When Bruce Cohen ’83 got the offer of a lifetime from Steven Spielberg to produce for Amblin Entertainment, he could not sleep that night.
“I woke up in a cold sweat,” Cohen said. “I knew I had to ‘come out’ to Steven.”
“Coming out” in Hollywood was the topic of discussion at the Berkeley Master’s Tea on Tuesday, where Cohen addressed a tightly packed audience. Cohen recounted the struggles of succeeding in the film industry as well as being openly gay within the Hollywood community, and he discussed how the industry has evolved to become more accepting of alternative lifestyles.
Cohen, a Baker’s Dozen boy and founder of the Gay and Lesbian Activist Organization called Out There, has been in the movie biz since his 20s. He started out as a lowly production assistant on the Spielberg set of “The Color Purple” and has since climbed the ranks from assistant director of “Hook,” to producer of several films, including “American Beauty,” for which he won the Academy Award in 1999. His latest film, “Big Fish,” directed by Tim Burton, is scheduled for release in December.
After the tea, Cohen met with scene film critic Sandra Chwialkowska to answer a few more questions.
scene: How do you feel about attending conferences like these?
Bruce Cohen: It’s thrill for me to get a chance to come back to Yale, and to talk to the students. So, I’m just really excited.
When “American Beauty” came out it was met with a lot of controversy. Why do you think the film did as well as it did?
I think it touched a chord because people really related to it. Everyone related to something in it. A lot of America had those similar issues of, they knew someone who was an alcoholic or they knew someone who was sexually abused or they knew someone who was having a midlife crisis. It just seemed real to people in a way that they weren’t used to seeing in movies. And plus, it was wildly entertaining which I think is really important. And people forget, you know, when you’re preaching about anything, the main audience turns off. You’ve got to entertain them.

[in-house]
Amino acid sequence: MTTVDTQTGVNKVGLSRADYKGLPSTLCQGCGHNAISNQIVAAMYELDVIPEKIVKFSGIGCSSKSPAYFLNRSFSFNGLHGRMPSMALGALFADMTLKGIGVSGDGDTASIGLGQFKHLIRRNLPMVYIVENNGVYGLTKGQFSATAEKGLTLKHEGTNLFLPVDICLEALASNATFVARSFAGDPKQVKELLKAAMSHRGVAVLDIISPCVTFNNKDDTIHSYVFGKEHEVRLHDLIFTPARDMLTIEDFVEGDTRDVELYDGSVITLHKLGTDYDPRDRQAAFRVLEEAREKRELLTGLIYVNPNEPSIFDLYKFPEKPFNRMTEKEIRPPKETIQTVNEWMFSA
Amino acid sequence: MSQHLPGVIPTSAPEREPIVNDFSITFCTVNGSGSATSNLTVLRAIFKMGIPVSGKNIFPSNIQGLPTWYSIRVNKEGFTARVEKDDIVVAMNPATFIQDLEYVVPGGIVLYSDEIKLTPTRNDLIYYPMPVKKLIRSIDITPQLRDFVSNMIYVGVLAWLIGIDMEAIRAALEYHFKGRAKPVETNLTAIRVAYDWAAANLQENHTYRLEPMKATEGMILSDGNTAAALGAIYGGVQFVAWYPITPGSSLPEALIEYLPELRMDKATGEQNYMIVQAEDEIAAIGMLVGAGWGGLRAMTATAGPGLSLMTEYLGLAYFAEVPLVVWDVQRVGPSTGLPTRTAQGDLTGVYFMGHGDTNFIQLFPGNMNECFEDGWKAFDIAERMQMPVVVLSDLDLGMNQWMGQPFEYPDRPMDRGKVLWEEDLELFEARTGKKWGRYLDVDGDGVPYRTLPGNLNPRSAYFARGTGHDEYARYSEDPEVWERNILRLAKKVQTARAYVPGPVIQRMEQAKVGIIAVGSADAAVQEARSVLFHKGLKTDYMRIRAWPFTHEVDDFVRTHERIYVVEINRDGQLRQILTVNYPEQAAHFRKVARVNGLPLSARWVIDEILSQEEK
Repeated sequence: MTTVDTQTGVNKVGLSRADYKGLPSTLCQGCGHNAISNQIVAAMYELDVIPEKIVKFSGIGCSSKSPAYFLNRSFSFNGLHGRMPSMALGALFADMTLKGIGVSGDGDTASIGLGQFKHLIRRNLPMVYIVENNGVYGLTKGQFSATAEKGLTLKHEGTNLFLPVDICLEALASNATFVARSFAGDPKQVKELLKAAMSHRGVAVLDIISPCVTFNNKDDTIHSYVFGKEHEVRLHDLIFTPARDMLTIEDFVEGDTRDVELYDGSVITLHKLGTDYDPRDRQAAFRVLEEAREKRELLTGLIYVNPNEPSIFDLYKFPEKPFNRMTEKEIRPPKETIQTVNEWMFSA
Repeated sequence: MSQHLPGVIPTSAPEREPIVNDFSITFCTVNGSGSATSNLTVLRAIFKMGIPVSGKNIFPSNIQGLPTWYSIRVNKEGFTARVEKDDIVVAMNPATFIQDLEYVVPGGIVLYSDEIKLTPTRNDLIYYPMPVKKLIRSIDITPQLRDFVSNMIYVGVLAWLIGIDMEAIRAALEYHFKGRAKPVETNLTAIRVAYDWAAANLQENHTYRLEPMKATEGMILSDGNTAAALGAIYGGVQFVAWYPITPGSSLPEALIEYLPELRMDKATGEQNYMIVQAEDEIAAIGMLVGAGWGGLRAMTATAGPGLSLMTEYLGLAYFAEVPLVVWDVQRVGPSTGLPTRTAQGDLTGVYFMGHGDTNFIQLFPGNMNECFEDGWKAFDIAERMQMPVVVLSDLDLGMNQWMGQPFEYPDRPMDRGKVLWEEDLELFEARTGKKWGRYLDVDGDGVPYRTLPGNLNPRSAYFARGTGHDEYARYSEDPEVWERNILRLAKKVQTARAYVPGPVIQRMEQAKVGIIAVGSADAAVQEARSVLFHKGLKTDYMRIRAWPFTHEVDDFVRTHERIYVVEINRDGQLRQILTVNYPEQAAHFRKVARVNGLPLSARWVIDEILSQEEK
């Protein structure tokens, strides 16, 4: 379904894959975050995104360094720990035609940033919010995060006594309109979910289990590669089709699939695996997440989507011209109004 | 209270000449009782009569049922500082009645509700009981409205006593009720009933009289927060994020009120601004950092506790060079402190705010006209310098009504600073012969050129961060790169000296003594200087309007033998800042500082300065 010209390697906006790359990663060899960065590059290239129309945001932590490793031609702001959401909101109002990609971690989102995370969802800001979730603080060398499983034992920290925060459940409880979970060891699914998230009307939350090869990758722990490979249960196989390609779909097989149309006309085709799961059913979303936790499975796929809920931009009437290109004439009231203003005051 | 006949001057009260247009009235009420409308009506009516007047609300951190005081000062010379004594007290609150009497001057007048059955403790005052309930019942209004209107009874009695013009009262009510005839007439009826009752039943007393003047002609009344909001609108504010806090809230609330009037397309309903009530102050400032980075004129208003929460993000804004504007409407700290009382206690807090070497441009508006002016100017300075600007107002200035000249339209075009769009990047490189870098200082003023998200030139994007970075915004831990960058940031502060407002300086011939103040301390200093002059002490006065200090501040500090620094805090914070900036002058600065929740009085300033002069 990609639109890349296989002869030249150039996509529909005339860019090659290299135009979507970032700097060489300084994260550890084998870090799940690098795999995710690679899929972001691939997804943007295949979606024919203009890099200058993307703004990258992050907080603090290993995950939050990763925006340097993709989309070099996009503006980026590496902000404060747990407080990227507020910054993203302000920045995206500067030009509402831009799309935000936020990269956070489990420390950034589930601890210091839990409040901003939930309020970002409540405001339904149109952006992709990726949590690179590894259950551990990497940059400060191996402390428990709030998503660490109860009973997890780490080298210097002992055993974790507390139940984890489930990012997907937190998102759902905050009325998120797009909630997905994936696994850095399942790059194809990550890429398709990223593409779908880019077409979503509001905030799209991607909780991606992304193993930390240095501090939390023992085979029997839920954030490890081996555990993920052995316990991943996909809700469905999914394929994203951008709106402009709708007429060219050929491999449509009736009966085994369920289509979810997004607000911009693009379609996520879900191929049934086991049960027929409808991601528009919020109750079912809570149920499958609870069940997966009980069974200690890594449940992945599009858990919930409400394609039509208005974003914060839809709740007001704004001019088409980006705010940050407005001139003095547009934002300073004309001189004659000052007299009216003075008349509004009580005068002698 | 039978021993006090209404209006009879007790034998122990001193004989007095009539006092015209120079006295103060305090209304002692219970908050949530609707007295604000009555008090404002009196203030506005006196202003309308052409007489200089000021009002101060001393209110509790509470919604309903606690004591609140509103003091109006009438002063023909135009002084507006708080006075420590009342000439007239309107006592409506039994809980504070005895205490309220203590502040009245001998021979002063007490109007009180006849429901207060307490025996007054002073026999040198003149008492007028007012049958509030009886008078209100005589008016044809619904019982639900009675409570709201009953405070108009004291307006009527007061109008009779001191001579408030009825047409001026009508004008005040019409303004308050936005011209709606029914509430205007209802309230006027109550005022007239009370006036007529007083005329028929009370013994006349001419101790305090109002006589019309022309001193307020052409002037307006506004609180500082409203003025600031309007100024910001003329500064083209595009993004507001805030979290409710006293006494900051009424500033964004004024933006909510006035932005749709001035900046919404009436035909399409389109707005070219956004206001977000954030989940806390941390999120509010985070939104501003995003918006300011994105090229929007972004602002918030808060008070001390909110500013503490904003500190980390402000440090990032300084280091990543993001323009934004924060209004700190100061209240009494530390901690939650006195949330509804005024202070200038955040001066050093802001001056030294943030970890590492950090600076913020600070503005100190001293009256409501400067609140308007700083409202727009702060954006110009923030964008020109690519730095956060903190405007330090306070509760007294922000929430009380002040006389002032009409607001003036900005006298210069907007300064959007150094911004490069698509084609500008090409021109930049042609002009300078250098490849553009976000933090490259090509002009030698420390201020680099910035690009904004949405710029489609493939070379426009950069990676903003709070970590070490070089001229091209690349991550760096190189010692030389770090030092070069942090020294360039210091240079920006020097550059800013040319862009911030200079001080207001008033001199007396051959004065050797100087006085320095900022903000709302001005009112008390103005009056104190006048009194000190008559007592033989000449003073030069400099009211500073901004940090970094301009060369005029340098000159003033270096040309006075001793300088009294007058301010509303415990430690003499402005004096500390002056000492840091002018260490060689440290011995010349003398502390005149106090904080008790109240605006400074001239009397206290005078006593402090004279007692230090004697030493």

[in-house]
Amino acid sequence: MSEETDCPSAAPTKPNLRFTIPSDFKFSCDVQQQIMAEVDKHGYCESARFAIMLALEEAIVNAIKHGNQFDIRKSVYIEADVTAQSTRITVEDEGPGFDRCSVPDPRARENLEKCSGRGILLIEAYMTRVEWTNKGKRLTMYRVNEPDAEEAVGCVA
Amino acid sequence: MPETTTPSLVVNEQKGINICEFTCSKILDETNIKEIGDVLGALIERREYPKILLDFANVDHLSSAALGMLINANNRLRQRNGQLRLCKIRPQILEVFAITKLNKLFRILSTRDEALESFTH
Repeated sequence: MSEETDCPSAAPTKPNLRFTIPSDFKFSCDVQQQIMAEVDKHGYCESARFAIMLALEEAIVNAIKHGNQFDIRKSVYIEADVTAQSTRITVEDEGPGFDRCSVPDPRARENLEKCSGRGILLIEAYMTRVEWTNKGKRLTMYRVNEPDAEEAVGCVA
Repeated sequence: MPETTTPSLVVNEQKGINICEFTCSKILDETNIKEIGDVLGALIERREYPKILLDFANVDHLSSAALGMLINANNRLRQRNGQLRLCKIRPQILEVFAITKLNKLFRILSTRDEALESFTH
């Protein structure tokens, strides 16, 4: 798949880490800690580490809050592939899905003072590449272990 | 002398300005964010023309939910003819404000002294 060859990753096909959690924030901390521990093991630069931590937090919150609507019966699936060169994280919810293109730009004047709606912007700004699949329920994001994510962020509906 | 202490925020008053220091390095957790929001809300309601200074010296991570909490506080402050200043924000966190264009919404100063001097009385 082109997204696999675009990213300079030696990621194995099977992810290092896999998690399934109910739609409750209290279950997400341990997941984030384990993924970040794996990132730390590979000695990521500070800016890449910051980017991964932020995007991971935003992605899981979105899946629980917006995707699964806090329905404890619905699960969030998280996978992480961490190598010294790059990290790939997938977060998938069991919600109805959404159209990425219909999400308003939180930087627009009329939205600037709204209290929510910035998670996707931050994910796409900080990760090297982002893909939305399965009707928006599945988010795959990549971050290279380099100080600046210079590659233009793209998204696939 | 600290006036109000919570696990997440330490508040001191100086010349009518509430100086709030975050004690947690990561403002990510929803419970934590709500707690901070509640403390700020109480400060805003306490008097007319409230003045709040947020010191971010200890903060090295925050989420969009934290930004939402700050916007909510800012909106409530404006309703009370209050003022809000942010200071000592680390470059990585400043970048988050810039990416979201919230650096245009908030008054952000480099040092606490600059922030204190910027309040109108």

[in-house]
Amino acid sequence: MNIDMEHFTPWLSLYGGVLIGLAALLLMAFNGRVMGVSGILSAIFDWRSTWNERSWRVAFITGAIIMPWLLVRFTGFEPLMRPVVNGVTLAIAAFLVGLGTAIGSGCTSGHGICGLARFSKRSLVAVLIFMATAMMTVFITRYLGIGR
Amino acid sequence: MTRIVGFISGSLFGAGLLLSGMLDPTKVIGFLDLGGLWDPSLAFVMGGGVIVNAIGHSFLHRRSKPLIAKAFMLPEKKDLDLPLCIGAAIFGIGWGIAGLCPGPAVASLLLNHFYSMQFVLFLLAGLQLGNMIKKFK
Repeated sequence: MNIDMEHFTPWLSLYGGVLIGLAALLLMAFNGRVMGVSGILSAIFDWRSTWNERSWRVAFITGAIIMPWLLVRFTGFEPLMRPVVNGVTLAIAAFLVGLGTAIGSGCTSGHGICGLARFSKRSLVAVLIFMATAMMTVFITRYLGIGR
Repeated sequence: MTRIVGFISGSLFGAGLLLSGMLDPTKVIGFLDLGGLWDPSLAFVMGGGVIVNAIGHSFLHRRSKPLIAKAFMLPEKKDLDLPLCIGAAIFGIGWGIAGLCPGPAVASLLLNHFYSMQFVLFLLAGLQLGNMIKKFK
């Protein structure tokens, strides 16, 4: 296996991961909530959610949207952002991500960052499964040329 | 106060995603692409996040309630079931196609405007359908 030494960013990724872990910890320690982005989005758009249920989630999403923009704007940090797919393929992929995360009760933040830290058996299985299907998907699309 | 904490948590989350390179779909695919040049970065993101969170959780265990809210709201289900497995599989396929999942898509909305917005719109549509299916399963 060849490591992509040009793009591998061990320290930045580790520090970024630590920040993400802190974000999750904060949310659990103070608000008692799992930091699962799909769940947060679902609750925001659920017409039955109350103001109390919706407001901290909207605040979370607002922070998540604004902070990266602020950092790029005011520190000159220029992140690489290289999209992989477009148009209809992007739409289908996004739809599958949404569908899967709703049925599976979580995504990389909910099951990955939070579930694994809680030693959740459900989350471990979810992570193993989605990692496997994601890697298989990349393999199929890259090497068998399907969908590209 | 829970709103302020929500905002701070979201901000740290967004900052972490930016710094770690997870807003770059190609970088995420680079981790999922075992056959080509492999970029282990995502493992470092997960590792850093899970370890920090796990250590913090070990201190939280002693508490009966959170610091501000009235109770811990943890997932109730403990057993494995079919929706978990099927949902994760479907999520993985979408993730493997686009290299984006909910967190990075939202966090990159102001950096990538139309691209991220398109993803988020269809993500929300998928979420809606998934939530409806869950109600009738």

What was the hardest part about getting it made?
Getting enough money to get enough time to shoot it. Dreamworks was very supportive. They loved the project and they wanted us to make it, but they thought it wouldn’t make any money either, so they kept wanting us to make it for a very small amount of money, and we kept having to fight to have enough money to get it made as well as we thought it should be made.
What’s the best film you’ve seen recently?
I just saw “Lost in Translation,” which I just loved. I thought it was really exquisitely rendered, and very unique and very moody and it really stayed with me. I love when, like, four days later you’re still really affected by the mood of the film.
Are you voting in the California election?
Yes. I’m voting against the recall, and then voting for Bruce Demonte should the recall succeed.
What is your advice to aspiring filmmakers?
Hang in there. It gets harder and more difficult every year because there are so many people who want to do it, to succeed, but, if you believe in yourself, I think it’s really worth sticking with it.